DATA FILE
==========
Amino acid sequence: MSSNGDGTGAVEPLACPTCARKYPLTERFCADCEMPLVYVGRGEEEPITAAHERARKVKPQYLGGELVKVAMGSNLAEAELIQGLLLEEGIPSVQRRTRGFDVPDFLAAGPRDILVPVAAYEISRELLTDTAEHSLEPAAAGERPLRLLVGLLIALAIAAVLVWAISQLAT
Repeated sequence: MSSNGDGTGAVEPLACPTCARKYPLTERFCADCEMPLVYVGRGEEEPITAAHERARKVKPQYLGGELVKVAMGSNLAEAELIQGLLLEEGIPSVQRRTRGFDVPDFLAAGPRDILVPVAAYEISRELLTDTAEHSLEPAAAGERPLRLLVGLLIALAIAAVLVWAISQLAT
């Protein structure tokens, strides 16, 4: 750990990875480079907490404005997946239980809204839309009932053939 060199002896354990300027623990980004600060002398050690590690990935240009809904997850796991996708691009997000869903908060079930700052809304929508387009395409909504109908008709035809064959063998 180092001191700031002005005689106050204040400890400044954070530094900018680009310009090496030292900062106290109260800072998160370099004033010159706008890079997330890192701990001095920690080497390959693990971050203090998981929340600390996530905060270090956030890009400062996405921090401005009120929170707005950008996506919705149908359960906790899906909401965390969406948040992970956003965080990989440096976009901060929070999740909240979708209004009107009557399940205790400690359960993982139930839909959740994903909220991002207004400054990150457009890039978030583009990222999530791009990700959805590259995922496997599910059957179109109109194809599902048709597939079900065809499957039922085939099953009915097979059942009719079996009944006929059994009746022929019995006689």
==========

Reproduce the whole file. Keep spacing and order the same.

Amino acid sequence: MSSNGDGTGAVEPLACPTCARKYPLTERFCADCEMPLVYVGRGEEEPITAAHERARKVKPQYLGGELVKVAMGSNLAEAELIQGLLLEEGIPSVQRRTRGFDVPDFLAAGPRDILVPVAAYEISRELLTDTAEHSLEPAAAGERPLRLLVGLLIALAIAAVLVWAISQLAT
Repeated sequence: MSSNGDGTGAVEPLACPTCARKYPLTERFCADCEMPLVYVGRGEEEPITAAHERARKVKPQYLGGELVKVAMGSNLAEAELIQGLLLEEGIPSVQRRTRGFDVPDFLAAGPRDILVPVAAYEISRELLTDTAEHSLEPAAAGERPLRLLVGLLIALAIAAVLVWAISQLAT
């Protein structure tokens, strides 16, 4: 750990990875480079907490404005997946239980809204839309009932053939 060199002896354990300027623990980004600060002398050690590690990935240009809904997850796991996708691009997000869903908060079930700052809304929508387009395409909504109908008709035809064959063998 180092001191700031002005005689106050204040400890400044954070530094900018680009310009090496030292900062106290109260800072998160370099004033010159706008890079997330890192701990001095920690080497390959693990971050203090998981929340600390996530905060270090956030890009400062996405921090401005009120929170707005950008996506919705149908359960906790899906909401965390969406948040992970956003965080990989440096976009901060929070999740909240979708209004009107009557399940205790400690359960993982139930839909959740994903909220991002207004400054990150457009890039978030583009990222999530791009990700959805590259995922496997599910059957179109109109194809599902048709597939079900065809499957039922085939099953009915097979059942009719079996009944006929059994009746022929019995006689």